Raised by Her Grandparents in Manchester, Songwriter Morgan Harper-Jones Has Always Been an Old Soul.
On car trips throughout her childhood, Morgan Harper-Jones and her grandmother would listen to Diana Ross and The Supremes, Otis Redding, Patsy Cline, and old Motown classics on repeat – the elder of the two knowing every word since she listened to the radio all day long working on her record stall. At home in front of the telly, Harper-Jones’ favourite comedies were Norman Wisdom films, and the 70s sitcom George & Mildred. Daily, her iPod Nano was loaded up with Joni Mitchell – “I’d listen to ‘Blue’ every single day,” she smiles. “Nobody else knew this stuff, but I wasn’t bothered or aware of how odd I was,” she says.
Harper-Jones loved performing and writing melodramatic lyrics to belt out atop her keyboard’s demo settings, but it never occurred to her that she might become a musician one day. A good portion of her family were entertainers, playing in cover bands and performing at weddings, and songwriting was an integral part of their everyday life. “It’s just normal to me,” she explains, “everyone in my family wrote them. When I was born, my grandad wrote me a song, and we’ve all got our own song in the family.” Harper-Jones wrote songs too, and eventually decided to throw herself into studying music full time at BIMM Institute in Manchester. She still lives on the outskirts of the city now, and her bedroom-meets-studio looks out onto the green park where she volunteers as a gardener. Though still obsessed with Joni Mitchell, her contemporary influences include Aldous Harding, Andy Shauf, Okay Kaya, Big Thief’s Adriene Lenker, and St. Vincent.
At the beginning of 2020, Harper-Jones released ‘Breathe’ as her debut single – a quietly humming beauty of a song that reluctantly steps back to find space from an all-encompassing relationship and recalls the candour of both Joni Mitchell and Tracy Chapman. An accomplished debut EP followed with ‘Breathe’ as its title track. Then, after playing her first-ever live solo show, the pandemic hit. “Everything got shut down, so I kind of started from scratch again,” she explains. “I’m glad about that, and I think I really benefited from a year of space to really think about what I wanted to write about.”
Emerging from this year of reflection with the makings of a brand-new EP, Morgan Harper-Jones unveiled the first track from the collection by way of ‘All I Do’, a delicate yet raw musing on loss. The accompanying video was directed by The Mill’s Alfie Johnson, weaving footage of Harper-Jones both as a child and now into found footage that glides across the narration of the song.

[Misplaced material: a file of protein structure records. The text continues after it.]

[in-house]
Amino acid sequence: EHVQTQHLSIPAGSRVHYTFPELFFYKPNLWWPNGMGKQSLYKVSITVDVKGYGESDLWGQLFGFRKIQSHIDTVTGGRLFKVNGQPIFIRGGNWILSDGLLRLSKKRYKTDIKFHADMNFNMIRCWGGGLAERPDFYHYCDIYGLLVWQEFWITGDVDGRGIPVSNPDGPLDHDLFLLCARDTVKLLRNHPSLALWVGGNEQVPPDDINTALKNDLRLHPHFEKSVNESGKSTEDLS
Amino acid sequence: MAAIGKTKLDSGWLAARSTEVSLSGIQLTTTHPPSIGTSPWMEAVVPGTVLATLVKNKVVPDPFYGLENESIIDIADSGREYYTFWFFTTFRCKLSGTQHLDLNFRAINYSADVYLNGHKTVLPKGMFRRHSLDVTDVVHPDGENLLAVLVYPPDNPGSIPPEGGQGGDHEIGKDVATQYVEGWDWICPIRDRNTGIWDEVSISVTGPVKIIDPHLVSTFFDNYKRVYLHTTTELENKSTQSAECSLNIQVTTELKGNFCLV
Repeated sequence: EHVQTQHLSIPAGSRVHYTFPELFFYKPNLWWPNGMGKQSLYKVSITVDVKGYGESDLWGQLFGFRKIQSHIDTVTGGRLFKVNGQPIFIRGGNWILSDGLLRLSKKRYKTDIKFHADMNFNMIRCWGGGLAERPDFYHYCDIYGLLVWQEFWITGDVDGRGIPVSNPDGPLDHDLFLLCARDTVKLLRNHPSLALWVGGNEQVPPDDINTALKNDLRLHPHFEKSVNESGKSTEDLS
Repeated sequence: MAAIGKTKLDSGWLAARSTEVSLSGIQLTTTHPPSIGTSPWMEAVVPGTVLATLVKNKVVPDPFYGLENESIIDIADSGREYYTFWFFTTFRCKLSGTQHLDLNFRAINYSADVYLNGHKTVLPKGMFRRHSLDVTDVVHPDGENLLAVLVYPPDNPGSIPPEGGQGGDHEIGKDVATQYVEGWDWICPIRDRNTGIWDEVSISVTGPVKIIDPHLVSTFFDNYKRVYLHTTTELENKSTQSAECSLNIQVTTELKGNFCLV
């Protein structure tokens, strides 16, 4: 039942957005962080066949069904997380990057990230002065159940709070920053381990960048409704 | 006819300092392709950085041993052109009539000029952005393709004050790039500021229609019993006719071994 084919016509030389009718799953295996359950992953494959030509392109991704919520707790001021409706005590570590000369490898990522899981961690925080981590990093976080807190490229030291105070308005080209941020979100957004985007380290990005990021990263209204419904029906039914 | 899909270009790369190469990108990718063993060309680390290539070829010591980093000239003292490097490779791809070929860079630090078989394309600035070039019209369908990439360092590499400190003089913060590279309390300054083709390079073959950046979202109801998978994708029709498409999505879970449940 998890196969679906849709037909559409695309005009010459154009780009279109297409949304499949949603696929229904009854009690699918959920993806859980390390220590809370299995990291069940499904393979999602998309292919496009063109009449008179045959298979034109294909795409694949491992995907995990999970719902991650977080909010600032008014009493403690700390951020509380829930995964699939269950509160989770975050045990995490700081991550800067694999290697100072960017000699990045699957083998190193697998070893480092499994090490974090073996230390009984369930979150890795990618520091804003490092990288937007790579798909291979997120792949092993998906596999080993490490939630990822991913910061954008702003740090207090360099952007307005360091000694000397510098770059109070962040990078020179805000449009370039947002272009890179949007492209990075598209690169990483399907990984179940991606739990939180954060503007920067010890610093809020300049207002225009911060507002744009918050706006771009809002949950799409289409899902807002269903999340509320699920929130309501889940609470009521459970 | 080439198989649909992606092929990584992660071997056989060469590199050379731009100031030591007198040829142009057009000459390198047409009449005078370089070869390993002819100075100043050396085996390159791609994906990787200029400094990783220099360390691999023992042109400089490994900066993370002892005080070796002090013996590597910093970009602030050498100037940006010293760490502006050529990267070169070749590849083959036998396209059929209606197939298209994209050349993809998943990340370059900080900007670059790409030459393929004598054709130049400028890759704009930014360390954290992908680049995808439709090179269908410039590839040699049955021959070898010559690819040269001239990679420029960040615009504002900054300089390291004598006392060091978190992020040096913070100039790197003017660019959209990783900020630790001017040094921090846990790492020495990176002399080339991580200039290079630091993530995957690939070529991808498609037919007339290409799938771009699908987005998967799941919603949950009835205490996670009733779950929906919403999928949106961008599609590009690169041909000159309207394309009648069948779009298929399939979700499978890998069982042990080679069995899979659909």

Produced by Luke Smith (Foals, Depeche Mode) and recorded with members of new wave jazz group Ezra Collective, Harper-Jones’ second EP While You Lay Sound Asleep (released March 4th, 2022 via Play It Again Sam) pairs the artist’s knack for emotional rawness with experimental flourishes of strings, and darker explorations. Following the release of ‘All I Do’, ‘Lonely’ and ‘Tell Me That You Miss Me’, the songwriter’s latest preview of the EP comes by way of ‘Want Me’. Co-written with Adele collaborator Eg White, ‘Want Me’ details the ways in which we change ourselves; “the idea of being a jigsaw piece,” she adds, “and trying to push yourself into this hole. But you don’t need to abandon yourself to be chosen by somebody, and if you do… they’re not your person.”
Of the video, she says, “It was the director Dylan’s wonderful idea to use a split-screen, and with the song being about different versions of oneself it kind of became a way to show that. It’s a bit weird and I love it, I won’t say anymore…”
Filled with starkly honest lyrics that tap into obsession, infatuation, and the unhealthy behaviours that come with the territory, the EP’s six tracks showcase the Manchester musician’s most exposed writing yet. “I don’t will myself to cry when I write, but with particular lines I get emotional, and I keep them – and those are always the lines that get other people. It’s magic, and so connecting when I hear myself in the music of others,” she says. “It’s like someone’s sat next to you saying it’s ok to feel that way as a human. I hope that my music can be that for someone else too.”
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